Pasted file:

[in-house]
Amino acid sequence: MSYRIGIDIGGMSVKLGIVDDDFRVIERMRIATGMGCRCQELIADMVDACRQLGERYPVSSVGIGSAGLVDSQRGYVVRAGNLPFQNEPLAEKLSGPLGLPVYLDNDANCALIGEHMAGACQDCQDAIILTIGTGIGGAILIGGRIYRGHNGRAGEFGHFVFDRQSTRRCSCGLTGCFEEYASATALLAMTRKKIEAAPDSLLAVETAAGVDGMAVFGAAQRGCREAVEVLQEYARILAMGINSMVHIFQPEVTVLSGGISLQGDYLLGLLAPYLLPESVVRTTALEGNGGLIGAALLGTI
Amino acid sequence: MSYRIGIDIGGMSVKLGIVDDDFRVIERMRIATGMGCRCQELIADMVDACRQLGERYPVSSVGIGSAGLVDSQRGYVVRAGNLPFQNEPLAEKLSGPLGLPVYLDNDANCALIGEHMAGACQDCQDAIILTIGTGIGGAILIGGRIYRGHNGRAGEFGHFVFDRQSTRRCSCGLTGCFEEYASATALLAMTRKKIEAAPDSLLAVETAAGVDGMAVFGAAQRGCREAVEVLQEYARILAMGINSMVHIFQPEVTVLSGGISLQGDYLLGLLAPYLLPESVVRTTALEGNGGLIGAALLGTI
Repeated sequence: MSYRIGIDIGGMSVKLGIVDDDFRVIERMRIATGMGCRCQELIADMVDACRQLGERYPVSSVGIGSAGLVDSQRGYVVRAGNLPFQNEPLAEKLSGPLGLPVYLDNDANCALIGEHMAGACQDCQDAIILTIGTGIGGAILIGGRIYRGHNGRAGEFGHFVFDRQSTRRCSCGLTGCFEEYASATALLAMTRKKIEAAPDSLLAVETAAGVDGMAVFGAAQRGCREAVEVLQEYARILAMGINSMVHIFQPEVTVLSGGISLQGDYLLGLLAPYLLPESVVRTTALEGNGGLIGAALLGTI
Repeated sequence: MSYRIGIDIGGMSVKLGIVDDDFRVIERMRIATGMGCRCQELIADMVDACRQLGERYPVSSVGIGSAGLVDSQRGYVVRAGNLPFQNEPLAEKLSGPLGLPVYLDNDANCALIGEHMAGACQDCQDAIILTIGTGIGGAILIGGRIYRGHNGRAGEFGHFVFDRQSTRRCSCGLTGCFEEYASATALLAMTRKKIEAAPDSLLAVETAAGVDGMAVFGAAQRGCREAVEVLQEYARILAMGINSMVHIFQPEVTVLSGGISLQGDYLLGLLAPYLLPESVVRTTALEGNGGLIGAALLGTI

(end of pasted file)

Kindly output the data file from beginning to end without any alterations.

[in-house]
Amino acid sequence: MSYRIGIDIGGMSVKLGIVDDDFRVIERMRIATGMGCRCQELIADMVDACRQLGERYPVSSVGIGSAGLVDSQRGYVVRAGNLPFQNEPLAEKLSGPLGLPVYLDNDANCALIGEHMAGACQDCQDAIILTIGTGIGGAILIGGRIYRGHNGRAGEFGHFVFDRQSTRRCSCGLTGCFEEYASATALLAMTRKKIEAAPDSLLAVETAAGVDGMAVFGAAQRGCREAVEVLQEYARILAMGINSMVHIFQPEVTVLSGGISLQGDYLLGLLAPYLLPESVVRTTALEGNGGLIGAALLGTI
Amino acid sequence: MSYRIGIDIGGMSVKLGIVDDDFRVIERMRIATGMGCRCQELIADMVDACRQLGERYPVSSVGIGSAGLVDSQRGYVVRAGNLPFQNEPLAEKLSGPLGLPVYLDNDANCALIGEHMAGACQDCQDAIILTIGTGIGGAILIGGRIYRGHNGRAGEFGHFVFDRQSTRRCSCGLTGCFEEYASATALLAMTRKKIEAAPDSLLAVETAAGVDGMAVFGAAQRGCREAVEVLQEYARILAMGINSMVHIFQPEVTVLSGGISLQGDYLLGLLAPYLLPESVVRTTALEGNGGLIGAALLGTI
Repeated sequence: MSYRIGIDIGGMSVKLGIVDDDFRVIERMRIATGMGCRCQELIADMVDACRQLGERYPVSSVGIGSAGLVDSQRGYVVRAGNLPFQNEPLAEKLSGPLGLPVYLDNDANCALIGEHMAGACQDCQDAIILTIGTGIGGAILIGGRIYRGHNGRAGEFGHFVFDRQSTRRCSCGLTGCFEEYASATALLAMTRKKIEAAPDSLLAVETAAGVDGMAVFGAAQRGCREAVEVLQEYARILAMGINSMVHIFQPEVTVLSGGISLQGDYLLGLLAPYLLPESVVRTTALEGNGGLIGAALLGTI
Repeated sequence: MSYRIGIDIGGMSVKLGIVDDDFRVIERMRIATGMGCRCQELIADMVDACRQLGERYPVSSVGIGSAGLVDSQRGYVVRAGNLPFQNEPLAEKLSGPLGLPVYLDNDANCALIGEHMAGACQDCQDAIILTIGTGIGGAILIGGRIYRGHNGRAGEFGHFVFDRQSTRRCSCGLTGCFEEYASATALLAMTRKKIEAAPDSLLAVETAAGVDGMAVFGAAQRGCREAVEVLQEYARILAMGINSMVHIFQPEVTVLSGGISLQGDYLLGLLAPYLLPESVVRTTALEGNGGLIGAALLGTI